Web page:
Quote Originally Posted by smileyguy
Wiggy, context. He's not teaching in your "middle of nowhere", he's teaching in Guelph. There ARE camera stores nearby that carry that stuff. That's why I say it's not an unreasonable requirement. He's not teaching EVERY course across North America, he's teaching HIS course at U of G.
OK, if you say that there are camera stores that sell used mechanical cameras in or near Guelph, I'll have to believe you - never been there. Fair enough.

We're all saying the same thing. Fundamentals are good. Enjoying photography is good. Teaching is good. Taking pictures is good. Pressing buttons and experimenting is good. Playing is good. Learning is good. Film is good. Digital is good. Artistic is good. Craft is good. Mastery is good. Luck is good. Basics is good. Advanced knowledge is good. It's all good.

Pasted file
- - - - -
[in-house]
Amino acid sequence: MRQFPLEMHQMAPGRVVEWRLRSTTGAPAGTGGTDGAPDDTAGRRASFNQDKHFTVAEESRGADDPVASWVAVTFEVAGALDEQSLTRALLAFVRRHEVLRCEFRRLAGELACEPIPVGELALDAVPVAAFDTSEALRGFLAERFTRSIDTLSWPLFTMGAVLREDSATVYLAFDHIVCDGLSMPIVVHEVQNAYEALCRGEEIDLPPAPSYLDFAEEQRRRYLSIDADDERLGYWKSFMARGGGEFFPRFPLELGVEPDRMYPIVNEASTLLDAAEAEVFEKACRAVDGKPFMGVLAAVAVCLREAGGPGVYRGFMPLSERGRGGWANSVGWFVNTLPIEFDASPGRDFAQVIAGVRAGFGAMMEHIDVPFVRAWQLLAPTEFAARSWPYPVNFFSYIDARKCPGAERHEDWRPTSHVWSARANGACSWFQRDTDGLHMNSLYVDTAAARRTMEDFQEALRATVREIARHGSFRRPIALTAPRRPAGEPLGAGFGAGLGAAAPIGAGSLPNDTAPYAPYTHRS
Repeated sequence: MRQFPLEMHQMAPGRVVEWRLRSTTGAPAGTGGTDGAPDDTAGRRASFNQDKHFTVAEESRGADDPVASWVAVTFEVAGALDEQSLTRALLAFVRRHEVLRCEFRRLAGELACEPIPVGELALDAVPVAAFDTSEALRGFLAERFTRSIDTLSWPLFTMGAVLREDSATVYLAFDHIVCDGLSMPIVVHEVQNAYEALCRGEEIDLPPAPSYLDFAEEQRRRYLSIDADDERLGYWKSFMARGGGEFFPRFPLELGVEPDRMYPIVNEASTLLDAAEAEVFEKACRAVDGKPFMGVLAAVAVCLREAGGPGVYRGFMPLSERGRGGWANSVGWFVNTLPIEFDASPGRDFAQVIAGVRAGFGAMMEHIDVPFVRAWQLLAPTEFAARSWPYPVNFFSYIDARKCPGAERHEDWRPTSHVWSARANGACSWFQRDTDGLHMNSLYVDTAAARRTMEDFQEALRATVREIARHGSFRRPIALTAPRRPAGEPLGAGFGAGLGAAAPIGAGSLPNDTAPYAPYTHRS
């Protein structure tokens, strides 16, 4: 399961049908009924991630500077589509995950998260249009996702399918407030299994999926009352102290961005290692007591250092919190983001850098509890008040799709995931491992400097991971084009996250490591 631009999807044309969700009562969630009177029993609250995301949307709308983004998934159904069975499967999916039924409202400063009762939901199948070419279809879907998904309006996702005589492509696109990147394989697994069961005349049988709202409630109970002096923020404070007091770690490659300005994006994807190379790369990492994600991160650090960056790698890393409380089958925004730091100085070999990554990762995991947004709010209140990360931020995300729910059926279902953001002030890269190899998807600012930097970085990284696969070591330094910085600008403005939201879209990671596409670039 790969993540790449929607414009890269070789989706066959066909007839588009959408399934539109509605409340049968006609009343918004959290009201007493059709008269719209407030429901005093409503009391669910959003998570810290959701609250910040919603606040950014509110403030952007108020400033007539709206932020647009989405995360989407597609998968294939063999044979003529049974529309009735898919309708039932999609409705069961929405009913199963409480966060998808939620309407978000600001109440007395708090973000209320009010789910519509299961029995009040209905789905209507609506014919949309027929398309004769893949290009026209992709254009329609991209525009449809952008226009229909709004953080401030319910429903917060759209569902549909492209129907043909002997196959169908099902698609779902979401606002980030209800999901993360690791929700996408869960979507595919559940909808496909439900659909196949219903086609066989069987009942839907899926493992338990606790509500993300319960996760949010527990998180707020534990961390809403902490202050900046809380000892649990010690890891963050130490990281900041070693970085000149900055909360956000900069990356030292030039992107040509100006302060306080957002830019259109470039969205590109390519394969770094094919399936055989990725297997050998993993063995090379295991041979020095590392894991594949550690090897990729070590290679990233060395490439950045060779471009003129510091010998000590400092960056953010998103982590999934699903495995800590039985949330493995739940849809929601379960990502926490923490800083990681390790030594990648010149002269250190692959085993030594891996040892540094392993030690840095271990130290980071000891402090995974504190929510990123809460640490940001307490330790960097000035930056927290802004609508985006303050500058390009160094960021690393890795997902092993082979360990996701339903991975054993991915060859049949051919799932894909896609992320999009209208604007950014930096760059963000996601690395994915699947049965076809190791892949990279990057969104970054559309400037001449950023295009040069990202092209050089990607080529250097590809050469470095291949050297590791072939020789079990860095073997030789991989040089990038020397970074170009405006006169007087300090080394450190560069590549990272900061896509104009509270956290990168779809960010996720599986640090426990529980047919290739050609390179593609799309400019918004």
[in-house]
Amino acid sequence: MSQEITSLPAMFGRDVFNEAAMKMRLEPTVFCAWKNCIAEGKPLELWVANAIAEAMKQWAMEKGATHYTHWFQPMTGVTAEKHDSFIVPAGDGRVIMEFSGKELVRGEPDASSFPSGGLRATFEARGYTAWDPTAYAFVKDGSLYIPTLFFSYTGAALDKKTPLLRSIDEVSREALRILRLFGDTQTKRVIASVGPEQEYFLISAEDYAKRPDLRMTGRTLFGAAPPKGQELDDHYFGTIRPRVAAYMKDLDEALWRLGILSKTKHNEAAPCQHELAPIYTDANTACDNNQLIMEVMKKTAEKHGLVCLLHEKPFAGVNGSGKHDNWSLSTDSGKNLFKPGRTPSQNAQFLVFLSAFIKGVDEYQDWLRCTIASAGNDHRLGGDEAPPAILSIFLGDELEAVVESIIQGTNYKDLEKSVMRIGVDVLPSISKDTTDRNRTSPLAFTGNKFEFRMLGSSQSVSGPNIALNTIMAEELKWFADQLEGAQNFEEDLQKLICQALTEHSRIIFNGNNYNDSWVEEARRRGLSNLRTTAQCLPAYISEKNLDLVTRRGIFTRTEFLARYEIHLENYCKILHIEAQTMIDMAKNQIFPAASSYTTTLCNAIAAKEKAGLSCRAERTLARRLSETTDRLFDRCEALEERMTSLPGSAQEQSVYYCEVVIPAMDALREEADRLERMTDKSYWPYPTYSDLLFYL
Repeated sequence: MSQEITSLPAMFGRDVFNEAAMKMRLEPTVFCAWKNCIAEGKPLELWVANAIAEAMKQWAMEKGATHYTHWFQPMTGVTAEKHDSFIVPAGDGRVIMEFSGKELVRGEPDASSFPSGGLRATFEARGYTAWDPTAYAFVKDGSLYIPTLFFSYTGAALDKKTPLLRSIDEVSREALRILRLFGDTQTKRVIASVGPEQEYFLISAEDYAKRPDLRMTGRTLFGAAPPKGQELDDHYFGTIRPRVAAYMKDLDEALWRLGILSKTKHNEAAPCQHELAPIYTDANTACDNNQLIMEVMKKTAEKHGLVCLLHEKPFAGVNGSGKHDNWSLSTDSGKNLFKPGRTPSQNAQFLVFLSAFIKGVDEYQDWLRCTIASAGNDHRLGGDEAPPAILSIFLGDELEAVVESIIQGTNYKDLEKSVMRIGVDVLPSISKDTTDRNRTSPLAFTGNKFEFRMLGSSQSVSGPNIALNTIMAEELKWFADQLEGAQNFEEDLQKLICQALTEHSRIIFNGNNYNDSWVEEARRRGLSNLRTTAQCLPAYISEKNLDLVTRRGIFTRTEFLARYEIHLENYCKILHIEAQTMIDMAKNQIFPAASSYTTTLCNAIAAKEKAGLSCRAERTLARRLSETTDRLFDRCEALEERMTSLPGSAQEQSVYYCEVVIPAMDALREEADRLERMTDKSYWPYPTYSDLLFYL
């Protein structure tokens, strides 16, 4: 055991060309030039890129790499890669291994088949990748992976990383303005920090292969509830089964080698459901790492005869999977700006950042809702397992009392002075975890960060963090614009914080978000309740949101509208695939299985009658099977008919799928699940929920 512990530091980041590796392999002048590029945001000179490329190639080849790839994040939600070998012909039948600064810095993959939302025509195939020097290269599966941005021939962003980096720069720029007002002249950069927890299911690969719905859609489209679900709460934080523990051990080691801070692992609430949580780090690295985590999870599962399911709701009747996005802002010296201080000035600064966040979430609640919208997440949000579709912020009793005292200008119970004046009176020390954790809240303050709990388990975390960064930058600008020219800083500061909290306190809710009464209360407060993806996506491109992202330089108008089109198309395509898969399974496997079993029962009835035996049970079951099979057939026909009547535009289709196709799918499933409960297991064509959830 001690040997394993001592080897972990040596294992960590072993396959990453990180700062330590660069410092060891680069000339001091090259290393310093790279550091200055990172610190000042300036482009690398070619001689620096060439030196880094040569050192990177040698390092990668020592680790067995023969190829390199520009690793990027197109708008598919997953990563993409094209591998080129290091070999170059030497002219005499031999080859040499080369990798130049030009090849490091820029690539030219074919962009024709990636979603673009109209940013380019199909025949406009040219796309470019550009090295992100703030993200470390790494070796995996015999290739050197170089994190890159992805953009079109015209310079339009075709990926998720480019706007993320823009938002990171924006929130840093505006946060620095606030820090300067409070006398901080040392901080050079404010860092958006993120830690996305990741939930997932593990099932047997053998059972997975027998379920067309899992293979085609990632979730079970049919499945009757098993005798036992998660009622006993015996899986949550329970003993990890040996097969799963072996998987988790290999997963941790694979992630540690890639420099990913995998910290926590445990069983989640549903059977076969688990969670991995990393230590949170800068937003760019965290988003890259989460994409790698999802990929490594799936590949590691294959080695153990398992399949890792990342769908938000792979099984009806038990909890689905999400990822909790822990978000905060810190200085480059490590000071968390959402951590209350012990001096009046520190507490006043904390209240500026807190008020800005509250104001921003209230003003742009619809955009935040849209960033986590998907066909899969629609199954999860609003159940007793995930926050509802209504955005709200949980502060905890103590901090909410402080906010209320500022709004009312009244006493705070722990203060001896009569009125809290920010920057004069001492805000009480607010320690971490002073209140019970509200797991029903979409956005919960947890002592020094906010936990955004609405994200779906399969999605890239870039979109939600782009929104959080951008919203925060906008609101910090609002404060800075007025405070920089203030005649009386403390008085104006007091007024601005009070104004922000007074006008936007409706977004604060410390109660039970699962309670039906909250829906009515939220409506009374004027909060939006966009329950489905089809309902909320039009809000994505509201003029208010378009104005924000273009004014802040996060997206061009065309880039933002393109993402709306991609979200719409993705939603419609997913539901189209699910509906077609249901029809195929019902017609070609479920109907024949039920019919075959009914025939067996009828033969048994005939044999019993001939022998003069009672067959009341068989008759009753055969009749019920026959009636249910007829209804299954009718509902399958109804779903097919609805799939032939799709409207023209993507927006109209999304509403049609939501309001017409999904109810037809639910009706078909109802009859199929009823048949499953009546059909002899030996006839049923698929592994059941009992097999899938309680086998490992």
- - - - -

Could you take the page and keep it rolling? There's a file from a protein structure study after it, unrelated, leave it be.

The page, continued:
Good?
Actually, what I read was that 'we' meaning everyone but me are indeed saying the same thing, which is 'learn it the way I did, kid, or don't bother.' If I were a kid, I'd tell the teacher to get stuffed and learn what I needed on my own, or I'd join a Flickr group, get together, and make art without the approval of the fossils with the K1000's (and don't forget, I'm a fossil with a K1000 saying this). We could have been inclusive. Instead, we insist that the world keep spinning the way it did when we were tykes and dinosaurs roamed the earth, and guess what? We cut our own throats. We become increasingly irrelevant.

Yes, all those things are good. To make learning the ins and outs of an archaic mechanical camera a prerequisite to teaching photography is to turn one's back on the would-be artists who choose not to play with grandpa's toys in a beginning class. It is a shame.

But then, I have noted with surprise over the years that many photographers I have met will go out of their way to exclude as many as possible from the rung on the ladder that they currently occupy.